Fitzgerald, Hemingway, and the Twenties
Choice Outstanding Academic Book
Narrated by David Randall Hunter
Approximately 7 hours
Book published by University of Alabama Press
A noted scholar offers fresh ways of looking at two legendary American authors.
Both F. Scott Fitzgerald and Ernest Hemingway came into their own in the 1920s and did some of their best writing during that decade. In a series of interrelated essays, Ronald Berman considers an array of novels and short stories by both authors within the context of the decade's popular culture, philosophy, and intellectual history. As Berman shows, the thought of Fitzgerald and Hemingway went considerably past the limits of such labels as the Jazz Age or the Lost Generation.
Both Fitzgerald and Hemingway were avid readers, alive to the intellectual currents of their day, especially the contradictions and clashes of ideas and ideologies. Both writers, for example, were very much concerned with the problem of untenable belief—and also with the need to believe. In this light, Berman offers fresh readings of such works as Fitzgerald's The Great Gatsby, "Bernice Bobs Her Hair," and "The Diamond as Big as the Ritz" and Hemingway's "The Killers," A Farewell to Arms, and The Sun Also Rises. Berman invokes the thinking of a wide range of writers in his considerations of these texts, including William James, Alfred North Whitehead, Walter Lippman, and Edmund Wilson.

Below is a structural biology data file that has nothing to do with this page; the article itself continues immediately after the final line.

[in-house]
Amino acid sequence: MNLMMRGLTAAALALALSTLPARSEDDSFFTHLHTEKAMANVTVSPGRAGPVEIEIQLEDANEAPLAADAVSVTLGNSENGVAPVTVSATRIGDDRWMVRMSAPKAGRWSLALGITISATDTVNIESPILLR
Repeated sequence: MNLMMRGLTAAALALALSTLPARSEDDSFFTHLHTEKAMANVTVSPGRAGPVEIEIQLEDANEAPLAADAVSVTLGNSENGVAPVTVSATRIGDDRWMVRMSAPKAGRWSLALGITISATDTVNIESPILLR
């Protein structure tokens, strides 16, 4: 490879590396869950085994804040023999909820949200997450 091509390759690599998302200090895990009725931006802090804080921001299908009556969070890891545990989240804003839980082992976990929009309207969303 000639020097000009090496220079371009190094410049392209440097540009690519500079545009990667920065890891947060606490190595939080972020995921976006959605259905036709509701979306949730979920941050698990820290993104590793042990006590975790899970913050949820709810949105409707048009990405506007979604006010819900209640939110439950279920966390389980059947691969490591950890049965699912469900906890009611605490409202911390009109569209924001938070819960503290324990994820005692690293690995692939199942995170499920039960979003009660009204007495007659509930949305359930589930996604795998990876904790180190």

Berman's essays are driven and connected by a focused line of inquiry into Fitzgerald's and Hemingway's concerns with dogma both religious and secular, with new and old ideas of selfhood,and, particularly in the case of Hemingway, with the way we understand, explain, and transmit experience.
Ronald Berman is Professor of English at the University of California at San Diego and past chairman of the National Endowment for the Humanities. He is author of six books, including The Great Gatsby and Fitzgerald's World of Ideas and Fitzgerald-Wilson-Hemingway: Language and Experience.
“Berman is masterful at connecting these writers with their times.”
—Scott Donaldson, College of William and Mary
“Ronald Berman has done it again. He has found freshways to read the works of writers we might have considered already the subject of too much previous criticism. Here he focuses his impressive command of the philosophical, psychological, literary, and cultural landscape of the 20th century on the fiction of Fitzgerald and Hemingway. The result is a series of suggestive and helpful readings that provide fascinating new ways of reading familiar works by both writers.”
—Jackson Bryer, University of Maryland
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